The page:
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Evaluating the Public Climate School—A School-Based Programme to Promote Climate Awareness and Action in Students: Protocol of a Cluster-Controlled Pilot Study

Eichinger, Michael; Bechtoldt, Myriam; Bui, Inga Thao My; Grund, Julius; Keller, Jan; Lau, Ashley G.; Liu, Shuyan; Neuber, Michael; Peter, Felix; Pohle, Carina; Reese, Gerhard; Schäfer, Fabian; Heinzel, Stephan

Zentrum Technik und Gesellschaft (ZTG)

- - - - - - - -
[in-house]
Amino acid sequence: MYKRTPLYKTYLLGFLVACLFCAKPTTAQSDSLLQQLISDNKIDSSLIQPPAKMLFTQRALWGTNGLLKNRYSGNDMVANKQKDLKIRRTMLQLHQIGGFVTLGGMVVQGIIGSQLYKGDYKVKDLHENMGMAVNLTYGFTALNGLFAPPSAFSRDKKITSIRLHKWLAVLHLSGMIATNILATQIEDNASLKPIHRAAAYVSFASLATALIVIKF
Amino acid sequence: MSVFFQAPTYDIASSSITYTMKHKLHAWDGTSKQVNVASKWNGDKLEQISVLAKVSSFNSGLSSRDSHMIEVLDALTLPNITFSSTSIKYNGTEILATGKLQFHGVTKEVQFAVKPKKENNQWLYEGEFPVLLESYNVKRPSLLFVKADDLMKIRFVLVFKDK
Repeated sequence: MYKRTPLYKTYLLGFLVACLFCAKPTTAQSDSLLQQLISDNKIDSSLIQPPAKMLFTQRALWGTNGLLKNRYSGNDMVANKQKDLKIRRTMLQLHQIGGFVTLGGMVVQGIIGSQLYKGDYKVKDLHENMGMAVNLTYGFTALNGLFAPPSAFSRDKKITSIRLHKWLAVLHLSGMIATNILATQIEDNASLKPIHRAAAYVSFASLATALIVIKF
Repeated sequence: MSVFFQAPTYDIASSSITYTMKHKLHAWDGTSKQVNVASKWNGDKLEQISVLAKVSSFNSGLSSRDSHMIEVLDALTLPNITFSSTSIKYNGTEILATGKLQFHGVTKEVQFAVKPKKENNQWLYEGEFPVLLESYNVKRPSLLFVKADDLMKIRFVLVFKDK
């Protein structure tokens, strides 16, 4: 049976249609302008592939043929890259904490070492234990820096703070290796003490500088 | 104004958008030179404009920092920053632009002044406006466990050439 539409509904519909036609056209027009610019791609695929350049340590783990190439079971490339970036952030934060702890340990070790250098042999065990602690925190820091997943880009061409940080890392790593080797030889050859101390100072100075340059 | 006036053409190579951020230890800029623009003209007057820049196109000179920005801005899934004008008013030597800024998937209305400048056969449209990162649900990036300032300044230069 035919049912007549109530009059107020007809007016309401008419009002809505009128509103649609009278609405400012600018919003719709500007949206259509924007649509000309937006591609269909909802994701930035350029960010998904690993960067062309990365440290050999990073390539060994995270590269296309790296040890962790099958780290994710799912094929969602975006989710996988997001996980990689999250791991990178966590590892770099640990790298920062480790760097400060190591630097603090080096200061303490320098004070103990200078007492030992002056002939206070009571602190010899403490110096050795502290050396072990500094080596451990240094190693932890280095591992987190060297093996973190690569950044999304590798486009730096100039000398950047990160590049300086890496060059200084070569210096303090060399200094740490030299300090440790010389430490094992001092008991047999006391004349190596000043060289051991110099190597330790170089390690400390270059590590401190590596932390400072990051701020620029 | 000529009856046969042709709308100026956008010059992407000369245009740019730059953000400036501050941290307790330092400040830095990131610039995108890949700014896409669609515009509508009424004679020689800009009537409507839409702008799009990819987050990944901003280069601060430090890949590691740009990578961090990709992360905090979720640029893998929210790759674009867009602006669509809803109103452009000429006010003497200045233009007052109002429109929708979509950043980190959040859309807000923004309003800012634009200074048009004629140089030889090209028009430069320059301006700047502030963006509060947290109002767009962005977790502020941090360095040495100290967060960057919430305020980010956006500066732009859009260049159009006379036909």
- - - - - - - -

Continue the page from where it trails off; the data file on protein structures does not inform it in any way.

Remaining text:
Introduction: School-based programmes may promote knowledge and skills required to address climate change and better health and well-being in adolescents, yet evidence of their effectiveness is limited. In preparation for evaluating the Public Climate School, a school-based intervention to promote climate awareness and action in adolescents, we conduct a pilot study intended to assess procedures for participant recruitment, retention, and data collection, data quality issues and to provide preliminary parameter estimates to guide sample size calculations. Methods and analysis: This unblinded, cluster-controlled pilot study targets students in twelve classes from grades seven to thirteen in German public schools. Seven and five classes were allocated to the intervention and waitlist control arms, respectively. The intervention consisted of (1) live lessons on YouTube, (2) climate-related challenges of the day, (3) workshops and (4) peer exchange sessions. Waitlist control classes participated three weeks later. Measures included the proportion of students completing baseline and follow-up surveys, a comparison of baseline characteristics between students in the retained subsample and those lost to follow-up, proportions of students completing online and paper–pencil-based surveys and problems during data collection based on information reported by teachers. Data quality was assessed as proportions of missing data, associations between missingness and sociodemographic measures using logistic regression models and basic psychometric properties of scales including ceiling effects and internal consistency. Intentions to reduce one’s ecological footprint, the primary outcome, and all secondary outcomes for effect estimation were assessed one week pre- and post-intervention from November to December 2021 using items adapted from internationally used instruments and will be investigated using generalised linear mixed models and intention-to-treat analyses. Conclusions: The pilot study will lay the methodological groundwork for a large-scale cluster-randomised effectiveness and process evaluation of the Public Climate School. If proven effective and rolled out more broadly, the Public Climate School has the potential to contribute meaningfully to national climate mitigation and adaptation efforts by reaching a substantial share of adolescents in public schools, including those traditionally less involved in climate action.